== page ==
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Prove that $$\int_{0}^{\frac{\pi}4} \ln(\sin{x}+\cos{x}+\sqrt{\sin{2x}})dx =\frac{\pi}{4} \ln2$$

I tried to use King's rule and to scale by $2$ and then to add the integrals, to get product of terms and use the result $$\int_{0}^{\frac{\pi}2} \ln(\sin{x})dx=\int_{0}^{\frac{\pi}2} \ln(\cos{x})dx=-\frac{\pi}2\ln2$$ but it didnt work. Any help?

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  • $\begingroup$ @Zacky i was experimenting with mathematica ! $\endgroup$ – Grentouce Jul 25 '19 at 12:02
  • $\begingroup$ Standard techniques will work. $\endgroup$ – Axion004 Jul 25 '19 at 12:02
  • $\begingroup$ @Axion004 like what?that sqaure root is annoying...help plz $\endgroup$ – Grentouce Jul 25 '19 at 12:03
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$$I=\int_{0}^{\frac{\pi}4} \ln(\sin{x}+\cos{x}+\sqrt{\sin(2x)})dx =\frac12 \int_0^\frac{\pi}{2} x'\ln(\sin x+\cos x+\sqrt{\sin (2x)})dx$$ $$\overset{IBP}=\frac12 \int_0^\frac{\pi}{2}x\,\frac{\sin x-\cos x}{\sqrt{\sin(2x)}}dx\overset{x=\arctan t}=\frac{1}{2\sqrt 2}\int_0^\infty \frac{\arctan t}{1+t^2}\frac{t-1}{\sqrt t}dt$$


$$I(a)=\int_0^\infty \frac{\arctan(at)}{1+t^2}\frac{t-1}{\sqrt t}dt\Rightarrow I'(a)=\int_0^\infty \frac{(t-1)\sqrt t}{(1+a^2 t^2)(1+t^2)}dt$$ $$\overset{t=x^2}=\frac{2}{1-a^2}\int_0^\infty \frac{1+a^2 x^2}{1+a^2 x^4}dx-\frac{2}{1-a^2}\int_0^\infty \frac{1+x^2}{1+x^4}dx=\frac{\pi}{\sqrt 2}\frac{1-\sqrt a}{\sqrt a (1+a)(1+\sqrt a)}$$


$$\Rightarrow I=\frac{\pi}{4}\int_0^1 \frac{1-\sqrt a}{\sqrt a (1+a)(1+\sqrt a)}da\overset{\sqrt a=x}=\frac{\pi}{2}\int_0^1 \frac{1-x}{(1+x^2)(1+x)}dx=\frac{\pi}{4}\ln 2 $$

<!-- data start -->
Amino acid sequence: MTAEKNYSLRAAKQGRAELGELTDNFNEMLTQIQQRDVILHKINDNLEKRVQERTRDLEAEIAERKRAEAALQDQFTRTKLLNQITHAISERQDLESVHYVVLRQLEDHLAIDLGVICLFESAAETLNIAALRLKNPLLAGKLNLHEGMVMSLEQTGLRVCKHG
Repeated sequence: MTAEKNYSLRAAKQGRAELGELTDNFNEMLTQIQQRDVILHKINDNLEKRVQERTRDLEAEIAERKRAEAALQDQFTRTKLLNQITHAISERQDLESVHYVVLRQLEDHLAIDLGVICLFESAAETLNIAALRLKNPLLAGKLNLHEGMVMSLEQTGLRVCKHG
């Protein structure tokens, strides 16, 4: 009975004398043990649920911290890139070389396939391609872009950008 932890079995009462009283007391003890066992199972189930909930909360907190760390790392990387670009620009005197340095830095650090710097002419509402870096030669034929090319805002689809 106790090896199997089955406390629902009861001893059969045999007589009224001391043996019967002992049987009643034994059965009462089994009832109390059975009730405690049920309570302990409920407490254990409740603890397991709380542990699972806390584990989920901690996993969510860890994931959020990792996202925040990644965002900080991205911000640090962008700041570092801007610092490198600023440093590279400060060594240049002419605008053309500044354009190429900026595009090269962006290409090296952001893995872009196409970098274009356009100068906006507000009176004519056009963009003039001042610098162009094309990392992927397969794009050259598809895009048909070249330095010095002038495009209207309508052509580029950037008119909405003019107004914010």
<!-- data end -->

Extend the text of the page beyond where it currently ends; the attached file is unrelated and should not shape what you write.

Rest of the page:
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    $\begingroup$ Thanks a lot!!! $\endgroup$ – Grentouce Jul 25 '19 at 12:07
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    $\begingroup$ Yeah its clear! $\endgroup$ – Grentouce Jul 25 '19 at 12:08
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    $\begingroup$ @TheCoolDrop if we consider $f(x)=\ln(\sin x+\cos x+\sqrt{\sin(2x)})$ then notice that: $$\int_0^\frac{\pi}{2} f(x)dx=\int_0^\frac{\pi}{4} f(x) dx +\int_\frac{\pi}{4}^\frac{\pi}{2} f(x) dx$$ Now let $\frac{\pi}{2}-x =t$ and notice that $f(\pi/2-t)=f(t)$ to get: $$\int_\frac{\pi}{4}^\frac{\pi}{2} f(x) dx =\int_0^\frac{\pi}{4} f(t) dt\Rightarrow \int_0^\frac{\pi}{2} f(x)dx=2\int_0^\frac{\pi}{4} f(x) dx $$ $\endgroup$ – Zacky Jul 25 '19 at 12:50
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    $\begingroup$ Very elegant solution, for sure. $\endgroup$ – Claude Leibovici Jul 25 '19 at 12:59
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    $\begingroup$ With the substitution $\frac{\pi}{2}-x=t\Rightarrow dx=-dt$ we get: $$\int_\frac{\pi}{4}^\frac{\pi}{2}f(x)dx=\int_\frac{\pi}{4}^0 f\left(\frac{\pi}{2}-t\right)(-dt)=\int_0^\frac{\pi}{4} f\left(\frac{\pi}{2}-t\right)dt$$ $\endgroup$ – Zacky Jul 25 '19 at 14:09
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Here is a different solution using complex method. We can notice that